The Potters Arms is, at first glance, that most mythical of beasts. A quaint village pub, holding court over a wide open green, in the heart of Midsomer Murders country – all mature beech trees and chocolate box houses. But on closer inspection, it’s so much more. And that’s in no small part down to owner and landlord Richard Edwards who exhausted every conceivable avenue during lockdown to keep the pub open and available to the community. From shipping in pastries from Jungs in Beaconsfield and buying a griddle for bacon rolls so that they could provide takeaway breakfasts, to building a pizza oven and joining up to Just Eat, to devising online quizzes allowing people to interact when the ability to socialise was at an all-time low.
As luck would have it, Richard installed a huge patio (with 80 covers) in January 2019 and that must have repaid all effort and expenditure many times over by now. Because when arriving at the well-kept pub on a warm summer evening, there is really no reason why you’d want to sit inside. Solid, comfortable wood chairs and tables sit under pergolas and umbrellas, with fairy lights and olive trees interspersed between them. There’s a terrace bar (one of Richard’s smart lockdown additions) and an undeniable feeling of being on holiday in the south Med, not four mile’s drive from Amersham Station.
We arrive at 8pm in late June and the place is abuzz with older families having dinner, locals catching up with a beer or two, couples on dates and around 9 o’clock, four cyclists in full lycra rock up for a pint before heading home. Staff flit around happily; there’s an easiness to proceedings – but that’s not to say we weren’t looked after as our food and drinks arrived promptly – it’s just casual and relaxed, which is exactly what you want on a summer evening.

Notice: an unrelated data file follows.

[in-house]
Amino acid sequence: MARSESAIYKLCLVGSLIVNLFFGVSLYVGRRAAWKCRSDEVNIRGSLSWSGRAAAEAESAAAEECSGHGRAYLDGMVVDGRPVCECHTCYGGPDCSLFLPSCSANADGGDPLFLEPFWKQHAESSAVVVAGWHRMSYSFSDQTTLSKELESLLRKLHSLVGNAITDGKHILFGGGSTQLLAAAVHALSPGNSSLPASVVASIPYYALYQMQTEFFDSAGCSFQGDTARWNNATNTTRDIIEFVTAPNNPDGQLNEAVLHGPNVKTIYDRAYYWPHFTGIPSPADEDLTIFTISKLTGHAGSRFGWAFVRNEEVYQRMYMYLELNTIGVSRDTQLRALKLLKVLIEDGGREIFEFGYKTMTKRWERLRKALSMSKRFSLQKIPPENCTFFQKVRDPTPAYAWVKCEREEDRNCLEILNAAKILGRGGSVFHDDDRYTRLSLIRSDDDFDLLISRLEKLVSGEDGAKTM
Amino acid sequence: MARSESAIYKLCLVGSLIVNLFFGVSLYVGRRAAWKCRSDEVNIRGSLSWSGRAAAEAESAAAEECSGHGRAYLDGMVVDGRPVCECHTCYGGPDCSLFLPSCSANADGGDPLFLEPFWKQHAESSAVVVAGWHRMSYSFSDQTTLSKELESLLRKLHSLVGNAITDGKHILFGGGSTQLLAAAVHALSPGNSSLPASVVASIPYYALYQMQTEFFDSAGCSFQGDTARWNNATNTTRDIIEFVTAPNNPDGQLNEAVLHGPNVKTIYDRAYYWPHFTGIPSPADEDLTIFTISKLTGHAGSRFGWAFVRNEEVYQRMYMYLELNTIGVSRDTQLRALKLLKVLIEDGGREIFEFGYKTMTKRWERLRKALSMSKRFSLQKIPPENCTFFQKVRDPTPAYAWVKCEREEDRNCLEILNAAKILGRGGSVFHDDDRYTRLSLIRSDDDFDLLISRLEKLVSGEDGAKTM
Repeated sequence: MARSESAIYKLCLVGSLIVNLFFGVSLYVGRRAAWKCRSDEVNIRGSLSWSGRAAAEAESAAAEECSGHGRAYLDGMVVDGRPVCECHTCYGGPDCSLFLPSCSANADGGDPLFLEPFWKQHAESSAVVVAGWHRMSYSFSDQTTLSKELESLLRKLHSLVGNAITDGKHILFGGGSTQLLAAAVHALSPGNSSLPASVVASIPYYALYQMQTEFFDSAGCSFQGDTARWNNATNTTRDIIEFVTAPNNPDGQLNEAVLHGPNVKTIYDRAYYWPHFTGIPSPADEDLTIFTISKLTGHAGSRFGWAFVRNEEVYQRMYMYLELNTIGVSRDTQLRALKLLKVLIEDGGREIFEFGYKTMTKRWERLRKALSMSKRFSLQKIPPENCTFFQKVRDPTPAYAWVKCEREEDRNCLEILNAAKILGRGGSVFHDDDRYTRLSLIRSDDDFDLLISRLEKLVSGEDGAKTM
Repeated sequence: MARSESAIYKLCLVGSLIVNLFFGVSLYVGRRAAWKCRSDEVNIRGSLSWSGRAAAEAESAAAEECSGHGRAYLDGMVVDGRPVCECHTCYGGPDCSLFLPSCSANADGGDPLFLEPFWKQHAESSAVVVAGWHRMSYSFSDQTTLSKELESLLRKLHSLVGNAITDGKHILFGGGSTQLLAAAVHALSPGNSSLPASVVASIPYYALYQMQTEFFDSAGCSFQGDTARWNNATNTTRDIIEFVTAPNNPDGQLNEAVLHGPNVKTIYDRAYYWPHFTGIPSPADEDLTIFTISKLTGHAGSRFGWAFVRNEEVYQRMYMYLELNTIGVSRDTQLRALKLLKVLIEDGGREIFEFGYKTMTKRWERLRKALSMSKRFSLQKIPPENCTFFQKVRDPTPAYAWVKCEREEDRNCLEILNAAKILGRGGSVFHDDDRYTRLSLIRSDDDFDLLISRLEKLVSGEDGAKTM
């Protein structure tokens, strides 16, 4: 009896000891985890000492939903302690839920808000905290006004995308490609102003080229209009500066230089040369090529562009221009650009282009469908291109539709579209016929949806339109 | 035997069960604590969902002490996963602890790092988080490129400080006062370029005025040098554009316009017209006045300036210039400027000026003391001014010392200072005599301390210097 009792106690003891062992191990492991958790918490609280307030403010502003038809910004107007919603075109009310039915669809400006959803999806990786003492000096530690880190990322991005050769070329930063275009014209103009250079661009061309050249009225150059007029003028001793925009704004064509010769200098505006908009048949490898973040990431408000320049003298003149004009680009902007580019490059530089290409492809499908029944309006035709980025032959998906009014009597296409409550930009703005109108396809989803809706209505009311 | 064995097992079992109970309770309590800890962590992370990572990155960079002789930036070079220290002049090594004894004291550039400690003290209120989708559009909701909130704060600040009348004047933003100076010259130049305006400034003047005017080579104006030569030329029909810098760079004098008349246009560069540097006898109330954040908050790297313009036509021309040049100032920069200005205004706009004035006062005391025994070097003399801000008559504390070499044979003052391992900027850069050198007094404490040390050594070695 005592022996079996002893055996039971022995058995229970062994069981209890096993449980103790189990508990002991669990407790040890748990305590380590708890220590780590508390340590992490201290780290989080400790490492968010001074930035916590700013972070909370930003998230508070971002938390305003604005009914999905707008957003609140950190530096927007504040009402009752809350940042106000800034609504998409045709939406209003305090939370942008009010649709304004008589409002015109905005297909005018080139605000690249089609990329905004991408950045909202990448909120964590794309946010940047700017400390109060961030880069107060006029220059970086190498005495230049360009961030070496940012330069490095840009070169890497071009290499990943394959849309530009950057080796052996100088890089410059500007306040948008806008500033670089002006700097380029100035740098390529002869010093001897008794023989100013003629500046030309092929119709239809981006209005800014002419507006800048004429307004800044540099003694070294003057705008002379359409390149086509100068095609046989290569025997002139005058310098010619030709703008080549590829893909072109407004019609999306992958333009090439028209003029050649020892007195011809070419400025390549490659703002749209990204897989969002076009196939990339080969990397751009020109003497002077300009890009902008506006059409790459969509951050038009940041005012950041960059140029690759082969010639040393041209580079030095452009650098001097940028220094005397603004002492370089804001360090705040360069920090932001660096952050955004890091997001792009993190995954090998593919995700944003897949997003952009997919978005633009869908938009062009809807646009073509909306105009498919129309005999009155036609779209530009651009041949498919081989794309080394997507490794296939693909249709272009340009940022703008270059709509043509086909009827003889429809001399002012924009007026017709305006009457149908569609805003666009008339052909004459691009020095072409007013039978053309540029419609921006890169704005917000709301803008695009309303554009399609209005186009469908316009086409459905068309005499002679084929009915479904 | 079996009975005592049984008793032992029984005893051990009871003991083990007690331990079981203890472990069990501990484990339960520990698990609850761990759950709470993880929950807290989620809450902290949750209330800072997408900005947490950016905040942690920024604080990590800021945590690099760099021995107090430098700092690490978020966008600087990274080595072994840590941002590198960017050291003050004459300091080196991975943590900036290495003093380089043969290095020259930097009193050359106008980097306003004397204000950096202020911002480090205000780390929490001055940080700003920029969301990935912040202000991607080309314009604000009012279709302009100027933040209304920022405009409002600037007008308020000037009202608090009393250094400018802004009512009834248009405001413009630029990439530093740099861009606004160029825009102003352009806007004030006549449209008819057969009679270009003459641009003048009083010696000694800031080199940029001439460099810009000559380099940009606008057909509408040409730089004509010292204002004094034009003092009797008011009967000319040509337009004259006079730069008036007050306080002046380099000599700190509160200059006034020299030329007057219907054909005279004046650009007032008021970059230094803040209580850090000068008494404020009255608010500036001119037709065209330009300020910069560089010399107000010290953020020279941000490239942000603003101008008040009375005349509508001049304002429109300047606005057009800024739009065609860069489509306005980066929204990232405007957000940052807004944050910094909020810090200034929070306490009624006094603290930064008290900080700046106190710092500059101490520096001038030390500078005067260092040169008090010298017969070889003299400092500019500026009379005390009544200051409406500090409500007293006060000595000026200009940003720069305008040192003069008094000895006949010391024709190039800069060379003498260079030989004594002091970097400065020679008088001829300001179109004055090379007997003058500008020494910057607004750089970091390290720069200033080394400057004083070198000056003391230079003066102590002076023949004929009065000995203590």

Because of the lateness of the hour, there weren’t any children around but families are very welcome and there is a dedicated children’s menu. And I suspect, in the middle of the day when food has been consumed, for kids, the village green just over the road will come into play. Winchmore Hill is quiet and completely off the beaten track; it’s not somewhere you ‘pass through’ so traffic is at a minimum and taking a drink over the road to oversee the kids playing will not be an issue.
The Potter’s Arms is equidistant between Amersham and Beaconsfield – but still in the middle of the countryside – so it is a classic destination pub. It’s Comedy Festival (this year taking place between 28-30 Aug) is a must-attend event and Richard has some live music teed up along with a huge screen for guests to watch the various sporting events happening this summer. So rooms where customers can spend the night are becoming a necessity. Happily, there are four B&B rooms (all en-suite, two doubles and two twins) already up and running and three more planned for 2022 – the builders are just starting onsite.
SCOFF & QUAFF